Australia was also at the forefront of demanding a WHO inquiry into the origins of the Covid-19 virus in 2020 as the horrible pandemic enveloped the world. The harsh Chinese reaction to Australia played right into the hands of the “deep state” in Australia and the Anglo-Saxon world. It is indeed amazing how China “lost” Australia.
Three broad lessons emerge from Chinese President Xi Jinping’s strategic fiasco in Australia–the constraints on coercing weaker states, dangers of pushing the targeted country towards countervailing alliances and the virtues of traditional diplomacy in resolving problems. Let us look at each one briefly.
History of international relations is replete with examples of the big power difficulties of compelling weaker states to adopt a preferred course or deter them from taking unacceptable actions. Although power imbalance offers powerful tools to let the stronger powers enforce their will on the weaker ones, it is not always a decisive factor in shaping the outcomes. Factors such as nationalism and a willingness to pay a high price allows the weaker states to embark on a measure of defiance. The US has not been able to tame Cuba, Nicaragua, and Venezuela despite multiple efforts. China has struggled to enforce its will on Vietnam, Delhi has huge problems enforcing its writ on tiny Maldives and Sri Lanka.
Lack of proximity has significantly constrained China’s coercive power against Australia. In the case of India and Japan, which share contested borders with China, Beijing has taken recourse to military actions to pressure Delhi and Tokyo to alter their policies. China did not have the power to do the same with distant Australia. Its main instrument, then, was to weaponize deep economic interdependence with Australia. Although many feared that Canberra would pay a huge price for offending Beijing, Australia appears to have survived the punishment with relative ease. In fact Australia’s trade with China was dented only by two per cent in 2020. Even more interesting is the assessment that the Chinese sanctions have empowered Australia by demonstrating the immense possibilities for diversifying trade and strategic partnerships away from China.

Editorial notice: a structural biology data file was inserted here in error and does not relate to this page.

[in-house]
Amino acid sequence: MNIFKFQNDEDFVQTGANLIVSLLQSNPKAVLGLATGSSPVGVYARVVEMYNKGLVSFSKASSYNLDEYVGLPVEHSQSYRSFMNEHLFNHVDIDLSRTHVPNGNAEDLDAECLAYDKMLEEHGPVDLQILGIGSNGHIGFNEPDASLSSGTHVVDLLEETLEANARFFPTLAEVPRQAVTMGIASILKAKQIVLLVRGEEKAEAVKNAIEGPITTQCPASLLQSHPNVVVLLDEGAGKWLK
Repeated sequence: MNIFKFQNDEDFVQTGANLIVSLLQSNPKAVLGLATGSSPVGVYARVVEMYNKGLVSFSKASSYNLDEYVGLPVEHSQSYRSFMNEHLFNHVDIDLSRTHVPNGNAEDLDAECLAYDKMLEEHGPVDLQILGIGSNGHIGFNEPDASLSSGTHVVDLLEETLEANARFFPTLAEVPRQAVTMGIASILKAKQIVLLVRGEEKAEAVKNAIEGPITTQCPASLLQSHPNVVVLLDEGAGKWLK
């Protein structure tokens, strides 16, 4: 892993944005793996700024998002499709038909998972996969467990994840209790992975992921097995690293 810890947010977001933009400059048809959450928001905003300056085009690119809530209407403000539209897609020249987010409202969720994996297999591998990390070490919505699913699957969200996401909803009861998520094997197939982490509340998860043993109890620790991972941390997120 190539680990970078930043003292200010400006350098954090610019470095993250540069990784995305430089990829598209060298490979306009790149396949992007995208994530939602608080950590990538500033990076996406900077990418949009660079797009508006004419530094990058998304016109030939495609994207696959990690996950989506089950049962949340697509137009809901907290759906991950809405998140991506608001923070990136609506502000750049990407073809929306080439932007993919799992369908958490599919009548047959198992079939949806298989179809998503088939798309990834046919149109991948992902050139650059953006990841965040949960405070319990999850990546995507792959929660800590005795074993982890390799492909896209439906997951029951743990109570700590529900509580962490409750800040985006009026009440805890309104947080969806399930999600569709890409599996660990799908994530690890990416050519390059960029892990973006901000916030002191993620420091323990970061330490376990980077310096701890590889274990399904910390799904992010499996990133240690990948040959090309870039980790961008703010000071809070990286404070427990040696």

Beijing has long sought to prevent the emergence of an alliance to counter China in Asia. Chinese diplomacy since the 1970s has drawn great admiration for neutralizing the massive American alliance structure in the region by befriending the US and its allies. China’s actions in recent years have had the opposite effect–pushing friends and partners closer to the US by threatening them. The negative effects of the contemporary Chinese strategy seeking primacy in Asia has been compounded by its new confrontational approach–the so-called Wolf Warrior Diplomacy. The use of insulting language by diplomats and leading news journals towards Australia and the ostentatious “list of 14 grievances” against Canberra constituted a stunning self-goal by Beijing in a nation, whose public opinion was so favorably disposed to China. If Beijing’s new diplomatic hubris put off people in Australia and beyond, there was some, if mild, criticism of it within China.
Barely a few years ago, Chinese foreign policy and its diplomatic focus on soft power were universally hailed for impressive achievements. It was held in contrast to the US reliance on military force and economic coercion. Beijing’s subtle pursuit of its national interest and Washington’s crude formulations such as “with us, or against us” seemed as different as cheese and chalk. China’s current troubled relations with Australia demonstrate the pitfalls of Beijing adopting Washington’s playbook. While the regional and global damage from China’s Australian fiasco is real, it might not be too late for Beijing to correct course. Freezing territorial conflicts with neighbors, seeking cooperative security, returning to conventional diplomacy that values moderation and compromise, and replacing arrogance with humility in its engagement with the civil societies could help undo some of the negative consequences of recent Chinese statecraft.